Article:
Another concern with respect to the input data refers to the aggregation of the monetary values. In order to create a comparable data base for spatially explicit value transfer modelling, monetary values need to be disentangled. Only values measured under marginal changes in the socio-ecological system were considered [38]. We utilized units expressed in “estimate per unit area value”, in contrast to “estimate per beneficiary” which are often used for cultural services [80]. The first unit represents supply rather than demand aspects. Specifically, the potential supply rather than the received service is reflected for a given time period. Thus, the values cannot be utilized to identify societal urgent needs [81]. Accordingly, highest valued regions in Fig 4 (and S1 Fig) do not represent areas with potentially highest supply of ES nor the societal most important ES. The maps in Fig 4 may not be used to prioritize the most worthy ecosystems for human welfare, as suggested in [28, 29].

Utilizing BRT for spatially explicit, meta-analytic value transfer functions have inherent causes of error, too. Although this method is acclaimed to be one of the most sophisticated approaches for benefit transfer [28, 82] the evaluation with R-squared (cross-validated) revealed that none of the value transfer functions explain more than 44% of the variance in the data. Reasons for the comparably low explanatory power are the small number of case studies (Fig 3) as well as computational limitations, which originate from the requirements for calculations that limited our spatial analysis. A finer resolution than 30 arc min or discrete predictors with a high number of categories could not be employed in the statistical analysis. Higher spatial resolution data might provide better results, but the limiting factor of model performance is the small number of case study data. Further a model fitting the data with a high R-square (postdiction context) may not generalize well (prediction context). Thus using new modelling techniques (BRT, random forests, etc.) should complement a search for more data.

The spatial application of the value transfer functions in unsampled areas generates transfer errors from generalization, which are determined by uniformity, spatial extent and resolution (regionalization error) as well as temporal aspects [4, 83]. We found that ecosystem related uniformity errors are the key source of potential error in benefit transfer. Uniformity error occur if values for ES are transferred under the assumption that important covariates are constant [83]. For food provisioning, for instance, it is often assumed that agricultural productivity is the same for all croplands. The consideration of biophysical heterogeneity in ecosystems is particularly important for transferring values of habitat service, where ecological indicators contribute with 90% to the value transfer function. By utilizing more than 93 covariates we sought after the best possible solution to minimize uniformity error.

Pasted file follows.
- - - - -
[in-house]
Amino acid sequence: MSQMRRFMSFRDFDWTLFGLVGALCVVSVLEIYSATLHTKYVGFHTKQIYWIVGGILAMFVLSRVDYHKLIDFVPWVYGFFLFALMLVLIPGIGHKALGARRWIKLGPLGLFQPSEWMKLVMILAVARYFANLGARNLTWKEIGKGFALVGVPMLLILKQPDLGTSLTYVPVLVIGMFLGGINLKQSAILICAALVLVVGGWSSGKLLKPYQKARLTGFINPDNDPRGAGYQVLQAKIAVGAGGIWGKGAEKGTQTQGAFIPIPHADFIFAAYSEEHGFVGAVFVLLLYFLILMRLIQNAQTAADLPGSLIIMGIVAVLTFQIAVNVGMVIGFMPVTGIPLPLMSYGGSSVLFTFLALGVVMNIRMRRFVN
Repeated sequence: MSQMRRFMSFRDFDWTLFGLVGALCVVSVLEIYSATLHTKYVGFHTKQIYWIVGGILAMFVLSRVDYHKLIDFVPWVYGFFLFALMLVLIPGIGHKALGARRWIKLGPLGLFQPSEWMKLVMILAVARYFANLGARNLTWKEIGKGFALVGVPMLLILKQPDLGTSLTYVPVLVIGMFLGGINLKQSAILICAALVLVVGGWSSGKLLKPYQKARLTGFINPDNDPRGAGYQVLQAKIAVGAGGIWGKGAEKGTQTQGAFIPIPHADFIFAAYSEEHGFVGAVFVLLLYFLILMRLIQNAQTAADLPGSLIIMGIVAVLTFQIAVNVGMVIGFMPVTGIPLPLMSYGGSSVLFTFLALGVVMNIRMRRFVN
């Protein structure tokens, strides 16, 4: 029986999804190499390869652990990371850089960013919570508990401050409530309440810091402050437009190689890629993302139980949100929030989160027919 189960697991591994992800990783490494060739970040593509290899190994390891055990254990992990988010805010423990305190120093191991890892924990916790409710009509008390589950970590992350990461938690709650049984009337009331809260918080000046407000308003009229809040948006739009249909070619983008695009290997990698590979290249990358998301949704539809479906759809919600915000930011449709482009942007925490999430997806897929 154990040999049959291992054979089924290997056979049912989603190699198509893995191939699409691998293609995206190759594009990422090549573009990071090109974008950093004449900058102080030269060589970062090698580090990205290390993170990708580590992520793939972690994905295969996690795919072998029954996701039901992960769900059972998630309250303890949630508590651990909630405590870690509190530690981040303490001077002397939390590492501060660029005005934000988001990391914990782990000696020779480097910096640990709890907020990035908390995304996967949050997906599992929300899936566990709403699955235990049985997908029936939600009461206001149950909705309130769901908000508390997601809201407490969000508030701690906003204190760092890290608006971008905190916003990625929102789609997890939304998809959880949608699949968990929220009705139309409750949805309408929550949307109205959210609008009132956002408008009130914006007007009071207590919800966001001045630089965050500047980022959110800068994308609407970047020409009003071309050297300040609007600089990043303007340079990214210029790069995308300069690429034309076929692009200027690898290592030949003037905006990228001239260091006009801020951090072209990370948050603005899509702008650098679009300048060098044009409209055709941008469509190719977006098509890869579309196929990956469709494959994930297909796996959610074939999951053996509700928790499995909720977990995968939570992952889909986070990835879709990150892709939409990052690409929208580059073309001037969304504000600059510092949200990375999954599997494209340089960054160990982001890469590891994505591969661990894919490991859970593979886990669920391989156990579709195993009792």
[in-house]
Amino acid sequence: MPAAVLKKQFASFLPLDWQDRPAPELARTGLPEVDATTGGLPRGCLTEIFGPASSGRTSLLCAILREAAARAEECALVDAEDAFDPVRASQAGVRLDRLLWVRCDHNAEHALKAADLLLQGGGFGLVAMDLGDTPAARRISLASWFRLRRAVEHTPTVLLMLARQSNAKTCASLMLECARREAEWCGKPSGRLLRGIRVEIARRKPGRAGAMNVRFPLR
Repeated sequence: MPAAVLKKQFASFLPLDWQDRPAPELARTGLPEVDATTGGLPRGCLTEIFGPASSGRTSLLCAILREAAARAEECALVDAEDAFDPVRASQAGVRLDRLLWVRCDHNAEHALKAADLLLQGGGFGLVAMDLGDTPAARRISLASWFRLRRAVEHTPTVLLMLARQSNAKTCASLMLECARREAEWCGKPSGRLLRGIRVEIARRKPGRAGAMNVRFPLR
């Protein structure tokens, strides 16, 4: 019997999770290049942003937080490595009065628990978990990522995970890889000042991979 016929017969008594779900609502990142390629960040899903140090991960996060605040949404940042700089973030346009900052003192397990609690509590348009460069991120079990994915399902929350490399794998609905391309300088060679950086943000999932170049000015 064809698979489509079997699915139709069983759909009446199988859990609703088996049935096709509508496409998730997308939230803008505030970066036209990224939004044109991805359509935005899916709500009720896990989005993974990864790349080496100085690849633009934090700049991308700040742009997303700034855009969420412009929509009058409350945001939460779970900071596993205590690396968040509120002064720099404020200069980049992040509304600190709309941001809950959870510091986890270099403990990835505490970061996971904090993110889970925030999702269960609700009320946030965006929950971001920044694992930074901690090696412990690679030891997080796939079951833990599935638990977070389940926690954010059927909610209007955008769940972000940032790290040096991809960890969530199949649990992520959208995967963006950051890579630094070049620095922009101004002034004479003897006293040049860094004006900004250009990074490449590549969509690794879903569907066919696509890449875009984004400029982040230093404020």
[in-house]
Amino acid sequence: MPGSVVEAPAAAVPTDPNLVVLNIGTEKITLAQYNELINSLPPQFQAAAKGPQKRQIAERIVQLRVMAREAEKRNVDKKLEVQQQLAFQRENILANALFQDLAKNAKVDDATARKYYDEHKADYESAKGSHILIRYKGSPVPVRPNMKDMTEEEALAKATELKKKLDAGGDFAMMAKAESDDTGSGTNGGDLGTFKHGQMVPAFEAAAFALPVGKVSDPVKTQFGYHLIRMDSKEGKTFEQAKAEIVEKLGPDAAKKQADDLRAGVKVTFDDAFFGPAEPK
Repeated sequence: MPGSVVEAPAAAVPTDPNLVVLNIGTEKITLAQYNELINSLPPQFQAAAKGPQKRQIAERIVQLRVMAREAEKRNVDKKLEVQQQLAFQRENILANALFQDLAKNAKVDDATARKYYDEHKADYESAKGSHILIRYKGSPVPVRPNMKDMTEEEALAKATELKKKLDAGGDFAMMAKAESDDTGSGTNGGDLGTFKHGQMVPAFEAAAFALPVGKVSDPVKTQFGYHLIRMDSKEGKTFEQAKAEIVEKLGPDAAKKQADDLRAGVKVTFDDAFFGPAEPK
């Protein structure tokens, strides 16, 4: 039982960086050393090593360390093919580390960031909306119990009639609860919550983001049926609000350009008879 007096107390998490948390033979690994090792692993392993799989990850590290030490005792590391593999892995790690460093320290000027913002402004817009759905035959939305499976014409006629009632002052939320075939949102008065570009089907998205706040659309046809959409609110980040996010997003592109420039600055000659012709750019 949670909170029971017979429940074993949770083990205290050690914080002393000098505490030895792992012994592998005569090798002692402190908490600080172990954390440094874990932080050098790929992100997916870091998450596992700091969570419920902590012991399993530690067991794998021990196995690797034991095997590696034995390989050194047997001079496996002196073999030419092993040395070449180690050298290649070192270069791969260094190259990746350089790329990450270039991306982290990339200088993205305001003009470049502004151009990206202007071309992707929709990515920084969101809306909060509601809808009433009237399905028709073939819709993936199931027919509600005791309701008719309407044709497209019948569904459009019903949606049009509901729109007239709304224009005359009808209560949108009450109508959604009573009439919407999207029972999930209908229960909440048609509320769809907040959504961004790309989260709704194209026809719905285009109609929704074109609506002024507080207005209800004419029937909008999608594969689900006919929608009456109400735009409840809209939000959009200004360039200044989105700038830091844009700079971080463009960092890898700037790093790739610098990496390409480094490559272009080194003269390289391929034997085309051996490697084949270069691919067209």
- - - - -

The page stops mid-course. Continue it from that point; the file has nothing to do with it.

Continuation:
Regionalization error encompasses extrapolation errors due to generalization from a local case study to a wider region [83]. All value transfer functions are prone to errors according to different dimensions of scales [84]. The spatial extent of the investigation area showed high variation in the explanatory power of our analysis (1–26%). Most of the ES, except erosion and soil fertility, indicate diminishing returns to the spatial extent for ES values. The monetary value of an additional hectare to a large area is of lower value than an additional hectare to a smaller area, as reported for wetlands [13]. Further, resolution of data sets (granularity) determined explanatory values [85]. This was particularly striking for land use/land cover types according to the History Database of the Global Environment (HYDE). In 8 out of 12 ES land use/land cover types change fundamentally depending on the level of resolution. For lower-resolution HYDE (10 arc min) the ES recreation, for instance, showed the highest values in tropical forests and grasslands, however, according to the finer-resolution of study site description from the case studies coastal wetlands, partly inland wetlands and freshwater areas are the most worthwhile land use/land cover types, which confirms several preceding publications [13, 28, 29]. Missing indicators are, for instance, those that reflect how the value for spatially confined resources is expected to decline with increasing distance to that resource. Transfer values without accounting for distance decay may result in overestimations [86].

The major achievement of this study is, first, to clearly distinguish between major sources of uncertainties and to quantify patterns in the influence of different study- and site-characteristics that affect value transfer functions and predicted ES values. Second, the study identifies regions for which sufficient knowledge on our natural capital is available, i.e. a statistically defensible benefit transfer model can be applied in combination with uncertainty values. Third, we provide global maps of the “white spots” on our knowledge on accounting natural capital and ES. This provides guidance for future analysis and concerted action on the assessment of natural capital and ES within the work program of IPBES [87] and the Aichi Biodiversity Targets [88]. Fourth, we developed a conceptual basis for the establishment of a standardized integration and reporting of uncertainties in benefit transfer.